In reflecting further upon the nature of alcoholism and recovery, there are certain parallels one may make between those conditions and the plight of the sinner turning towards repentance. In both instances, the alcoholic and the sinner are encouraged to make self-referential statements that, on the surface, appear to be negative. In AA, once one acknowledges one’s alcoholism, that person always introduces himself to the group by stating his name and his alcoholism: “I’m Bob and I’m an alcoholic”. The sinner, in turn, is encouraged to pray the Jesus Prayer in which he introduces himself to the Lord’s presence concluding by identifying himself as a sinner: “Lord Jesus Christ, Son of God, have mercy upon me, a sinner”. While there are crucial distinctions between a social introduction and inner prayer, between beginning with “I’m so and so” versus beginning with “Lord Jesus Christ,” as well as other differences I outline in chapter six of my book, still it is instructive to note that the founders of AA and the ancient fathers of the Church found it a positive step in the right direction to make such identifications that many moderns would reject, because such statements do not boost one’s self-esteem. Both AA and the Church understand the value of making such declarations, because 1) they expose the truth one has come to recognize about oneself, 2) they acknowledge the need for help, and 3) they require humility, which is the antidote to pride, selfishness, and arrogance.
In chapter six of my book, I go to great pains to capture the distinctly different worlds of cognitive therapists and spiritual fathers. AA and the Church are also distinctly different worlds. For the purposes of this blog post, one may with very broad brush strokes liken the AA recovery program to the cognitive therapy model in terms of how to cope with the problem of alcoholism, although AA not only defies the pigeon-holes of group therapy and practical spirituality, but also expressly does not promote or endorse any psychological program, theology or philosophy. At the very beginning of the chapter, I note, “The background in our portrayal of the spiritual father is a liturgical setting oriented toward restoring a proper relationship with God, whereas the backdrop in our depiction of the cognitive therapist is a clinical setting concentrated on symptom improvement…If we interchange the structural, personal, or situational components of these pieces, our depictions portray neither cognitive therapists nor spiritual fathers, but instead foolish borrowers turned tragic debtors who in gaining little have lost everything. If however, we look more closely at the level of discrete brushstrokes, similarities resurface such as the importance of questioning and assigning remedial tasks in the form of penance or homework. Without altering either depiction, some sensible touch-up is possible. For example, the therapist’s techniques of both framing questions in such a way as to receive a maximum amount of information and remaining focused on his therapeutic aim could be serviceable for the spiritual father questioning his spiritual child. The spiritual father’s practice of gradually preparing the confessant before asking him about his struggles could also be employed by the therapist in order to foster a better relationship with his patient.”
It is precisely within this hermeneutic of “discrete brush strokes” that I write about the potential benefits for both the alcoholic and the sinner in making such self-referential statements. From a behavioral standpoint, the alcoholic who finds the courage to publicly profess his alcoholism brings himself to a level of conscious self-awareness and accountability that allows him to continue the struggle. In the context of spiritual healing in the Church, professing oneself to be a sinner in prayer leads the believer to yearn for the confession of sins in the holy mystery of confession. “Saint Ambrose encourages the person preparing for confession with this exhortation: ‘The Lord knows all things, but he waits for your words, not in order to punish you, but to pardon you.’ And that pardon opens the way for a new life that the confessant recognizes by the profound humility that enters his soul and by the grace of the Holy Spirit present in the mystery of confession. This in turn leads to a second kind of confession, the praise of God for his abundant goodness. Saint Cyprian’s words about the martyrs who confessed Christ can be applied to the change possible for the sinner who confesses his sins: ‘At the confession of a single voice, adverse things give way, joyous things appear, kingdoms are opened, empires are prepared, suffering is overcome, death is subdued, life is preferred, and weapons for resistance by a mischievous enemy are broken asunder. If there is sin, it perishes, if there is crime, it is left behind. For someone with faith, confession can change the very order of things, for when man confesses, God responds.”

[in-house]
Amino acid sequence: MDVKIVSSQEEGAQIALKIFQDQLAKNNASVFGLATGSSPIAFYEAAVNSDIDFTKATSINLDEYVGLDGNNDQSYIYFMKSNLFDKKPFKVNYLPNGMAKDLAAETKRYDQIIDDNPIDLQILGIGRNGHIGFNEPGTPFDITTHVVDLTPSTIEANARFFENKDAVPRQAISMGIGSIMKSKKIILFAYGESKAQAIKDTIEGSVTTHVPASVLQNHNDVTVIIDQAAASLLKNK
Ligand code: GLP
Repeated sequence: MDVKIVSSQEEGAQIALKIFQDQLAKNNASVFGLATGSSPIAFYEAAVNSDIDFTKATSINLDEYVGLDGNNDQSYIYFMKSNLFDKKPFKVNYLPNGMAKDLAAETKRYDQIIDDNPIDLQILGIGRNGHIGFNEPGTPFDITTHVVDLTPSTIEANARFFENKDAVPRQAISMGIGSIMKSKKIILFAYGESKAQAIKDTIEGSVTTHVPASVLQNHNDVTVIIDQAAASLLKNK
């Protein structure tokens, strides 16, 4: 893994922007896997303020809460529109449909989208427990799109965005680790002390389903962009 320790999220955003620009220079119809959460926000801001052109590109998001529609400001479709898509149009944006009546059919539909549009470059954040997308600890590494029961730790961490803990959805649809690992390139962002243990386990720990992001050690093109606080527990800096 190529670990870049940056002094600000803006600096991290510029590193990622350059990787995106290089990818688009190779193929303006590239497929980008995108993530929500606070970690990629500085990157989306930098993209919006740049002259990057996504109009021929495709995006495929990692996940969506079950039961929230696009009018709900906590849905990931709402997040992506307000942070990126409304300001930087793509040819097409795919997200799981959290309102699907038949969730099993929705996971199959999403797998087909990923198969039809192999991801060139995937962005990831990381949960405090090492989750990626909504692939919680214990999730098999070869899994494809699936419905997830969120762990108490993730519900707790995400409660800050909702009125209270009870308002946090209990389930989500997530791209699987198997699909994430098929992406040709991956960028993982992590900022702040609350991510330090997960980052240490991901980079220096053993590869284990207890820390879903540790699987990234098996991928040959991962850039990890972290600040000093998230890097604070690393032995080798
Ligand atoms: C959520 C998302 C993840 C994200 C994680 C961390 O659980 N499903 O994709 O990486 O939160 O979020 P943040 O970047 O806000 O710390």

While the differences should be obvious between the nature, purpose, and goals of the Church and Alcoholics Anonymous, both recognize the tremendous benefit in making such self-referential claims as “I’m an alcoholic” and “I’m a sinner”. And for both, these statements do not make one gloomy, but full of hope. The alcoholic who says “I am an alcoholic” at an AA meeting is in the presence of other alcoholics who are sober and joyfully so. The sinner who says “I am a sinner,” finds himself “compassed about with so great a cloud of witnesses” Who rejoice in Christ, the Savior of their souls. The professions, while qualitatively different, open wide vistas of opportunity for renewal and restoration. Respectively, the Church and AA view sin and alcoholism as chronic diseases that call for lifetime treatment. For both, the first small, but absolutely crucial step, is a humble acknowledgment of the disease that consumes one’s very life and a desire for help in restoration to health.